The second way one uses the word "thesis" is in reference to a major paper that one writes as a capstone for his or her bachelor's or master's degree. Whereas term papers are projects that last one term, theses are projects that last several terms. Theses are usually much, much longer than term papers, often stretching past two hundred pages. Perhaps counterintuitively, however, theses often cover much more specialized topics than term papers. For example, one may write a term paper on Herman Melville for a literature survey course, but one would be much more likely to write a thesis on homosexual symbolism in Herman Melville's Moby Dick or on some other extremely specific aspect of one of Melville's novels. In fact, one could write an entire thesis on a single paragraph of Moby Dick . The goal of a thesis is to expound fully one's opinion on a given subject and to confront and exhaust all the opposition to that opinion. Therefore, one usually specializes his or her thesis topic almost to the point of absurdity.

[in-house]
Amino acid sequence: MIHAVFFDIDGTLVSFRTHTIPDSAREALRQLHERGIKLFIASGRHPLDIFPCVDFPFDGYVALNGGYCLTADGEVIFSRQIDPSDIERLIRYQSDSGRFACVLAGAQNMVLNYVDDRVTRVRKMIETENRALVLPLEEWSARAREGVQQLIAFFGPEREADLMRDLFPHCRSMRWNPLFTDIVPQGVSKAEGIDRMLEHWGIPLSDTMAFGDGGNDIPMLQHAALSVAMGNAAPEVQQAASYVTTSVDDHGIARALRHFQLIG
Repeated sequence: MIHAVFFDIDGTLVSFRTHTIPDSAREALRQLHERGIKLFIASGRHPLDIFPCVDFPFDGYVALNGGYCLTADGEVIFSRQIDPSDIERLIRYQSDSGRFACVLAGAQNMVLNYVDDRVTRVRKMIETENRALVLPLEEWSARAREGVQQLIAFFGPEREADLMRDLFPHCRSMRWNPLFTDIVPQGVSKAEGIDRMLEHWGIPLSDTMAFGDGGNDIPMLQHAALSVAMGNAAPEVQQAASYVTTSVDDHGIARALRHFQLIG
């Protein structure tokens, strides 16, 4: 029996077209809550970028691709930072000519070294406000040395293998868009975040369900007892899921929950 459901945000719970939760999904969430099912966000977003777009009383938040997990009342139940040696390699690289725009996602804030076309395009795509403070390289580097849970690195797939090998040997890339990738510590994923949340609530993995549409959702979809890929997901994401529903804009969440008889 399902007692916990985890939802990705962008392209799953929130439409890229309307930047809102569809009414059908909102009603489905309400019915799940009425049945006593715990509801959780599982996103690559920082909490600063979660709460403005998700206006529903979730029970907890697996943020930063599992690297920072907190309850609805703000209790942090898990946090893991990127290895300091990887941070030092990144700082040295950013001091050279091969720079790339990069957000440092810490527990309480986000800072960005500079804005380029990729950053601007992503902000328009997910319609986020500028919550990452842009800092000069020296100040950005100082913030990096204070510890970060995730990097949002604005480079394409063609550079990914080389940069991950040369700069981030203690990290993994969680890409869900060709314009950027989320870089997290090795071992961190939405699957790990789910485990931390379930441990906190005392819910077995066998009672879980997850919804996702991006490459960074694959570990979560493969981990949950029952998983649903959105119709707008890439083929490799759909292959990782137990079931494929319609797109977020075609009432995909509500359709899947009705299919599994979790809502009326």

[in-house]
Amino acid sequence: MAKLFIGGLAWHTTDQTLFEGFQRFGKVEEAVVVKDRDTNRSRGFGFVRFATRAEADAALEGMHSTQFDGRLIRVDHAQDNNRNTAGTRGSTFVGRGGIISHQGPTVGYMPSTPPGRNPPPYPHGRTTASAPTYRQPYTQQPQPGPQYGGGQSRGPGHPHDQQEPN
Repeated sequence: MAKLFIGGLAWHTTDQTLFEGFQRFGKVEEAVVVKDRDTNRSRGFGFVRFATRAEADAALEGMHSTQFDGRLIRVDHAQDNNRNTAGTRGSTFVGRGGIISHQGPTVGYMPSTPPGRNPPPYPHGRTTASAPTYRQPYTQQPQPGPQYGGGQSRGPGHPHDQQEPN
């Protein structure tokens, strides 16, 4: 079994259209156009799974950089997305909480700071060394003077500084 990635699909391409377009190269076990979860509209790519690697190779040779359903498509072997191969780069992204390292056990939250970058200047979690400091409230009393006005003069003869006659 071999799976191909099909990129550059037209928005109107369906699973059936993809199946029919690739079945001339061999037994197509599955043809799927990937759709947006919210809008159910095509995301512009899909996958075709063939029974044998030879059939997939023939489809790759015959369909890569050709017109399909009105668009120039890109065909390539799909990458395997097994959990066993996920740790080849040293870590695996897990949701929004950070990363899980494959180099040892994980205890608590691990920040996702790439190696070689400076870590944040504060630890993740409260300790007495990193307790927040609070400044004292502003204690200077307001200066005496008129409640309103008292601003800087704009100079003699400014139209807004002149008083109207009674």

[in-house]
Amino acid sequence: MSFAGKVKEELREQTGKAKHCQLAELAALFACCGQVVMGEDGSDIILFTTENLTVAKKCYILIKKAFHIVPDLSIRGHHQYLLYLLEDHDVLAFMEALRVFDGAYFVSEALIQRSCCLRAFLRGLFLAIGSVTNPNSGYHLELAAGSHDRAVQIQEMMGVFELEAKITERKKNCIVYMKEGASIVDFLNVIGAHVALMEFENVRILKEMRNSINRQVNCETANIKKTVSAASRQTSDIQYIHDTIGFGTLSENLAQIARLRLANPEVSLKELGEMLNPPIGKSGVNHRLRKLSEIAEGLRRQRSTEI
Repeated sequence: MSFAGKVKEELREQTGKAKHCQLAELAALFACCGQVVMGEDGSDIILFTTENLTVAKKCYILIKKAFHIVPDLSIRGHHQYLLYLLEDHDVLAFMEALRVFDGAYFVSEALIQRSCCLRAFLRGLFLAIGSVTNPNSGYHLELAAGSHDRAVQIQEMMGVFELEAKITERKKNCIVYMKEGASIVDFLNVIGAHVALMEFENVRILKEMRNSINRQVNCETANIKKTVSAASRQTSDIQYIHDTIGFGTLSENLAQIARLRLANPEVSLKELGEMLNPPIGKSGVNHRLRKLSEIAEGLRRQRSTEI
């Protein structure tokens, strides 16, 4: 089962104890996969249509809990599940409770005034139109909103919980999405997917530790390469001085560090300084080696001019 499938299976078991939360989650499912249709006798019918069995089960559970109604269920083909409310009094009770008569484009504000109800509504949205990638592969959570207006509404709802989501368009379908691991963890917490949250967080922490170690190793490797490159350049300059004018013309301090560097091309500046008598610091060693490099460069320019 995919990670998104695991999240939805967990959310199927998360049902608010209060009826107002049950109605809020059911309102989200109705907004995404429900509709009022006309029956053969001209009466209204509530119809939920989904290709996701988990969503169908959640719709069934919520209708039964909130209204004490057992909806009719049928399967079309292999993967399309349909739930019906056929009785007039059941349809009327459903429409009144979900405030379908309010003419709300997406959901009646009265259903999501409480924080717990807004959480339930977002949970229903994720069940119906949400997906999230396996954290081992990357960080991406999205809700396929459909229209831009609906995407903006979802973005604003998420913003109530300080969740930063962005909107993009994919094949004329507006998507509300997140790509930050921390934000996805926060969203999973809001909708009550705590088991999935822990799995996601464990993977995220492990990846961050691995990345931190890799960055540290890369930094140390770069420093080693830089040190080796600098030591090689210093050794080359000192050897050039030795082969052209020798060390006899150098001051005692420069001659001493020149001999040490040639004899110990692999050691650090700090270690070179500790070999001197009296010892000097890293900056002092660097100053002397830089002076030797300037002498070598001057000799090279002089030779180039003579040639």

The introduction should try and capture the reader’s interest by including statistics or other useful information that makes the reader go “wow”. Explain the study by focusing first on the broad picture. Continue narrowing this down until you get to the research question. Cite references when needed. Do not talk over people; keep in mind the type of audience this proposal will be for; if you must use technical terms that may not be known to the instructor or students, provide those terms in the “glossary of terms” section and refer people there.